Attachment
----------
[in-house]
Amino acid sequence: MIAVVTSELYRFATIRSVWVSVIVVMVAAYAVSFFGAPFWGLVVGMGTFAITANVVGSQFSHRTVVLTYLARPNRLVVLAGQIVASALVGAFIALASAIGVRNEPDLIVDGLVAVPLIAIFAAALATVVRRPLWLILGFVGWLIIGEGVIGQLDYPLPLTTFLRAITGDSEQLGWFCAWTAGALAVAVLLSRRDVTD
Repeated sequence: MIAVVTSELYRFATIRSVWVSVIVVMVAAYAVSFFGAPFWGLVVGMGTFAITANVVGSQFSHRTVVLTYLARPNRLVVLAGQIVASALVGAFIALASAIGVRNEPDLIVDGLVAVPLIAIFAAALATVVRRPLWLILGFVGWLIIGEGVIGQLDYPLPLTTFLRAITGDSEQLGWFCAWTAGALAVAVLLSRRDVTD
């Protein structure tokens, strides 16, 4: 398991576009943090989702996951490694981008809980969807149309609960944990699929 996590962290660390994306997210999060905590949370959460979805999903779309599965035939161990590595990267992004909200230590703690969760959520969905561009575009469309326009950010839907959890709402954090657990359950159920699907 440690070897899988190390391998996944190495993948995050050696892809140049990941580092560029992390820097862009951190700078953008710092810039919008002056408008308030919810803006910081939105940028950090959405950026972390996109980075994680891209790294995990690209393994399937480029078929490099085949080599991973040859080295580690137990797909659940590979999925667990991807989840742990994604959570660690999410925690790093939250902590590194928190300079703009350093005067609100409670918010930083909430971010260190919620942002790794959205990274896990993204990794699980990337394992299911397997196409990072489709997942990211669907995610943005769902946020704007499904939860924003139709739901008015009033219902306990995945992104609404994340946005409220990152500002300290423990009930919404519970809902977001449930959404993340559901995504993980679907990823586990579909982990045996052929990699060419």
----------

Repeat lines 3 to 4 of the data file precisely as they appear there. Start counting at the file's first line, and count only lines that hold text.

Repeated sequence: MIAVVTSELYRFATIRSVWVSVIVVMVAAYAVSFFGAPFWGLVVGMGTFAITANVVGSQFSHRTVVLTYLARPNRLVVLAGQIVASALVGAFIALASAIGVRNEPDLIVDGLVAVPLIAIFAAALATVVRRPLWLILGFVGWLIIGEGVIGQLDYPLPLTTFLRAITGDSEQLGWFCAWTAGALAVAVLLSRRDVTD
């Protein structure tokens, strides 16, 4: 398991576009943090989702996951490694981008809980969807149309609960944990699929 996590962290660390994306997210999060905590949370959460979805999903779309599965035939161990590595990267992004909200230590703690969760959520969905561009575009469309326009950010839907959890709402954090657990359950159920699907 440690070897899988190390391998996944190495993948995050050696892809140049990941580092560029992390820097862009951190700078953008710092810039919008002056408008308030919810803006910081939105940028950090959405950026972390996109980075994680891209790294995990690209393994399937480029078929490099085949080599991973040859080295580690137990797909659940590979999925667990991807989840742990994604959570660690999410925690790093939250902590590194928190300079703009350093005067609100409670918010930083909430971010260190919620942002790794959205990274896990993204990794699980990337394992299911397997196409990072489709997942990211669907995610943005769902946020704007499904939860924003139709739901008015009033219902306990995945992104609404994340946005409220990152500002300290423990009930919404519970809902977001449930959404993340559901995504993980679907990823586990579909982990045996052929990699060419």